Chapter 81 — Old Dogs and Special People

Millie was a nice dog, polite, grateful for a walk and a scratch behind the ears. But she seemed likely to become a long-term resident at the Humane Society.
Millie was old. Everyone wants a puppy, sweet, cute, energetic and adorable, ready to wiggle and bounce his way into your heart.
Old dogs, like old people, are less likely to be cute and energetic. They don’t handle change as well as they did when they were younger. And they tend to have more medical needs. Go calculate the ratio of gray hair and wrinkles to brown hair and smooth skin at your local doctor’s office. It’s probably close to 20:1.
Millie wasn’t cute any longer. She was a bit oddly shaped, maybe a little more pear-shaped and a little less elongated than she would have been as a younger dog. But she had a sweet disposition.  I got to know her as we walked the Humane Society grounds on my weekly dog exercise time.
One sun-filled Monday, I walked into the Humane Society building, looking forward to seeing Millie again. We could go together at what has become a reasonable pace for a 70-plus-year-old human and a dog of roughly equivalent years.
We could walk up hills instead of running as the younger dogs like to do. We could sit in the sunshine and Millie could contemplate the scents of outdoors, which are always more interesting than what you get in the kennel.
I grabbed a leash and strolled down the row of kennels, setting off the usual four-alarm barkathon. Dogs leaped against the cage doors or pawed the chain-link cages.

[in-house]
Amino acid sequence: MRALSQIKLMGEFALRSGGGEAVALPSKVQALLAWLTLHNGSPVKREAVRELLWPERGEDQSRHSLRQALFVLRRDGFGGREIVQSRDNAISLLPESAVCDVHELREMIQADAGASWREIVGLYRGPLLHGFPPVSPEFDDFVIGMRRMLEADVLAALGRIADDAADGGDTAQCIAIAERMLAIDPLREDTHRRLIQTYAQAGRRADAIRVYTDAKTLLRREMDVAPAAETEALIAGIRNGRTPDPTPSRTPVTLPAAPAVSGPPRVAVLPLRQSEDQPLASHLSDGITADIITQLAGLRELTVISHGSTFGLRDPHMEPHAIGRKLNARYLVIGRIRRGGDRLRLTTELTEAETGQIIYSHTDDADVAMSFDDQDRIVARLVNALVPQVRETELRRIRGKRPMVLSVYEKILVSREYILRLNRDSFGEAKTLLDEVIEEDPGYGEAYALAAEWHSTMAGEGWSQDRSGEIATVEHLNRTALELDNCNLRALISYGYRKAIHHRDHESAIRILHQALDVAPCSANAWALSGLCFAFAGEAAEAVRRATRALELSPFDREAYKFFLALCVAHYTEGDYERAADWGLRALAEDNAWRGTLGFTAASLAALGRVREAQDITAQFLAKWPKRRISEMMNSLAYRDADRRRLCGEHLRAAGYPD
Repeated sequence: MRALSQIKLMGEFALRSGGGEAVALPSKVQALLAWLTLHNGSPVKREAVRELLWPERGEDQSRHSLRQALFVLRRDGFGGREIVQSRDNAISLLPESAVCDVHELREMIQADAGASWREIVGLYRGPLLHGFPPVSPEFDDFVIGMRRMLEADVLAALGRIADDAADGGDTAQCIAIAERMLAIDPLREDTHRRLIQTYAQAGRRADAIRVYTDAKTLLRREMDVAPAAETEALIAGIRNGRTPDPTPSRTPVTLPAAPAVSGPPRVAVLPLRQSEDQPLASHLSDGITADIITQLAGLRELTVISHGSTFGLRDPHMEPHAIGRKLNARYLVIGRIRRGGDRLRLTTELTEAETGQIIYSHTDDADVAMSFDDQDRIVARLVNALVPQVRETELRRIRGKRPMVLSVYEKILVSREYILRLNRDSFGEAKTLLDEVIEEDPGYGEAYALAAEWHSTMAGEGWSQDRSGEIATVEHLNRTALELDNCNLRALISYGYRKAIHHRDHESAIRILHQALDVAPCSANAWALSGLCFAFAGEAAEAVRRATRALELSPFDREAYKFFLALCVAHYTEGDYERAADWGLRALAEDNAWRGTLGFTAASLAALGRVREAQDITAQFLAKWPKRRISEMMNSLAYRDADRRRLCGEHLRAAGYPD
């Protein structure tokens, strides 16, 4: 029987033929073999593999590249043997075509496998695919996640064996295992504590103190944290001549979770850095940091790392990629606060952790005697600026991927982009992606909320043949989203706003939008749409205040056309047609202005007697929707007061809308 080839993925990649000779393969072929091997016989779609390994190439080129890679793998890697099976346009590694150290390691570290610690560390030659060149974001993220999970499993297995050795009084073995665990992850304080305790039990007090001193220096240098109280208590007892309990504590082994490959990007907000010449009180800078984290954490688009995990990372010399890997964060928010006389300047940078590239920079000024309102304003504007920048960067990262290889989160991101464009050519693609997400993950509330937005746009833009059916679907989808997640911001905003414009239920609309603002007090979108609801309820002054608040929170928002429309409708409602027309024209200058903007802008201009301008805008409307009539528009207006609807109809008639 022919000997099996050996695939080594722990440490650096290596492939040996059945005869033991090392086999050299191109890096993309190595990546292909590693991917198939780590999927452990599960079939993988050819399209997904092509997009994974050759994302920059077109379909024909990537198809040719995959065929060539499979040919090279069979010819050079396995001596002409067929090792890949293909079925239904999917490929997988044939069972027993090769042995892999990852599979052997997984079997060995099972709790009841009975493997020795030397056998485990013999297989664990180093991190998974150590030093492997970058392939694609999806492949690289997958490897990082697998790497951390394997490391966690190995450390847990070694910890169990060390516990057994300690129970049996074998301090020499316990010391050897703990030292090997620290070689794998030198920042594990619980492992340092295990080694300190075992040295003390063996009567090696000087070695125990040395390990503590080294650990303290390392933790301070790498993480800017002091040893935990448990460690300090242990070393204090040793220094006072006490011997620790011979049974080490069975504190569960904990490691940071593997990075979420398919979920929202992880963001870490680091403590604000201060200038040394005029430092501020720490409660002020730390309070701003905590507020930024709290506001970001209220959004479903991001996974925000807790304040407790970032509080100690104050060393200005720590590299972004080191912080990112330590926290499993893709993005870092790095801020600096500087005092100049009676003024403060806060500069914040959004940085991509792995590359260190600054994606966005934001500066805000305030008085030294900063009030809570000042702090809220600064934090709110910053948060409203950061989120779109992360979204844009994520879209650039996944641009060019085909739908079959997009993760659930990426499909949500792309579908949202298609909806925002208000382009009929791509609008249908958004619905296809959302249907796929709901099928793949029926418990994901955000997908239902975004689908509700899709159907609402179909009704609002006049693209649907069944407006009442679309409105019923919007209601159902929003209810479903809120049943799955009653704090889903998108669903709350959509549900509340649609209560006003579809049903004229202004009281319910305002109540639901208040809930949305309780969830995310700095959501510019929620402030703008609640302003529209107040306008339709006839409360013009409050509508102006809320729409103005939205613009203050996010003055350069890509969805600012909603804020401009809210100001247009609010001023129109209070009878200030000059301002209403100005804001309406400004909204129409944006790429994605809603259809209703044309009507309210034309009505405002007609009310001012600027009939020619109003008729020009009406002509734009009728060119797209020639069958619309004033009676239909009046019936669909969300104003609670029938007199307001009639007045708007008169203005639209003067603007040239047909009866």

It’s a no-win situation. I don’t have the upper body strength to handle a dog so energetic that he charges out of the kennel before I can snap the leash clasp on his collar—and sometimes goes after another dog pressed against her cage door. I don’t want to create an out-of-control situation, so I leave them in the cages. Sadly.
These dogs desperately need walks, but they cannot reason out the problem. They don’t know I would love to take them for a walk in the sunshine, out in the world where dogs should be, if only they could stand still long enough to be connected to a leash. They don’t even need to reason it out, if only the Humane Society had the resources to pay a professional to work with some of them on good behavior. They are not bad dogs. They just need to learn how to live with people.
But Millie, I could walk. Except that Millie wasn’t there that day.  She had been adopted.
It takes a special person to care for and love an older dog, to give her medication as needed (and pay the veterinarian’s bills), boost her hindquarters when she can no longer make it up the stairs, put down an egg-crate foam or a soft bed when arthritis stiffens aging joints.
Millie’s new parents could be jerks who neglect and abuse her.  We don’t know.  But I choose to believe they are not. I choose to believe they will do what it takes to make her last years happy.

A dog can’t ask for much more than that.

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